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Agamemnon Albany American arrived Atlantic cable Atlantic Telegraph Company boats bottom British buoys Cape Ray capital Captain Anderson cheers coast coil Cyrus Field Cyrus W Daniel Gooch deck deep depth Directors distance Eastern electric electricians engineers England enterprise expedition experience feeling Gisborne Government grapnel Gulf of St honor hope hour hundred fathoms hundred miles insulation Ireland island John's laid land laying the cable length Lieutenant London machinery Medway ment messages miles of cable minutes past morning never New-York Newfoundland Niagara night noon o'clock ocean officers once paid pany passed paying-out peace perfect pounds Professor Morse received rope sailed SAMUEL F. B. MoRSE seemed sent ship shore end signals speed splice steamer strain submarine success tank tele thing thousand tion Trinity Bay undertaking United Valentia vessel voyage watch whole Willoughby Smith wind wire
Стр. 265 - A thousand fantasies Begin to throng into my memory, Of calling shapes and beckoning shadows dire, And airy tongues that syllable men's names On sands and shores and desert wildernesses.
Стр. 271 - ... a power, to which, for purposes of foreign conquest and subjugation, Rome, in the height of her glory, is not to be compared ; a power which has dotted over the surface of the whole globe with her possessions and military posts, whose morning drum-beat, following the sun, and keeping company with the hours, circles the earth with one continuous and unbroken strain of the martial airs of England.
Стр. 229 - The Queen is convinced that the President will join with her in fervently hoping that the electric cable which now connects Great Britain with the United States will prove an additional link between the nations whose friendship is founded upon their common interest and reciprocal esteem. The Queen has much pleasure in thus communicating with the President and renewing to him her wishes for the prosperity of the United States.
Стр. 149 - O ETERNAL Lord God, who alone spreadest out the heavens, and rulest the raging of the sea ; who hast compassed the waters with bounds, until day and night come to an end...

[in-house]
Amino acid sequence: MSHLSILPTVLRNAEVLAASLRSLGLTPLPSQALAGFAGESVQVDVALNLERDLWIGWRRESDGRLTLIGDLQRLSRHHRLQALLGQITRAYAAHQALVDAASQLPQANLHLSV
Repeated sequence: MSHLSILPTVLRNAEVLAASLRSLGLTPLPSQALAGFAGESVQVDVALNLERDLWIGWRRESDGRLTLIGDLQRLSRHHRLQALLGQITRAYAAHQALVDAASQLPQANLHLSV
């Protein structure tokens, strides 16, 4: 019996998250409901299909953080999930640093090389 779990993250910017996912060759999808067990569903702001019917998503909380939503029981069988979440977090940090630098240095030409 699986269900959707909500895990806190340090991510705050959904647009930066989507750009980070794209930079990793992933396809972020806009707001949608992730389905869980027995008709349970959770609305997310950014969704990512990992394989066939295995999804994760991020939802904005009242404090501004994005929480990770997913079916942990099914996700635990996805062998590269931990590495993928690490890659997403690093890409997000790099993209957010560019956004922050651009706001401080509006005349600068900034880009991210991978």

Стр. 383 - We arrived here at nine o'clock this morning. All well. Thank God! the cable is laid and is in perfect working order.
Стр. 30 - Newfoundland to the depth of from 1,500 to 2,000 fathoms as you approach the other side. The distance between Ireland and Cape St. Charles, or Cape St. Lewis, in Labrador, is somewhat less than the distance from any point of Ireland to the nearest point of Newfoundland. But whether it would be better to lead the wires from Newfoundland or Labrador, is not now the question ; nor do I pretend to consider the question as to the possibility of finding a time calm enough, the sea smooth enough, a wire...
Стр. 32 - ... lodged on the bottom. Had there been currents at the bottom, these would have swept and abraded and mingled up with these microscopic remains the debris...
Стр. 30 - ... the bottom of the deep sea is concerned. From Newfoundland to Ireland the distance between the nearest points is about 1600 miles, and the bottom of the sea between the two places is a plateau which seems to have been placed there especially for the purpose of holding the wires of the submarine telegraph, and of keeping them out of harm's way.
Стр. 285 - Next to this padding is the protective covering, which consists of ten solid wires of the gauge '095 inch, drawn from homogeneous iron, each wire surrounded separately with five strands of Manilla yarn, saturated with a preservative compound ; the whole of the ten strands thus formed of the hemp and iron being laid spirally round the padded core.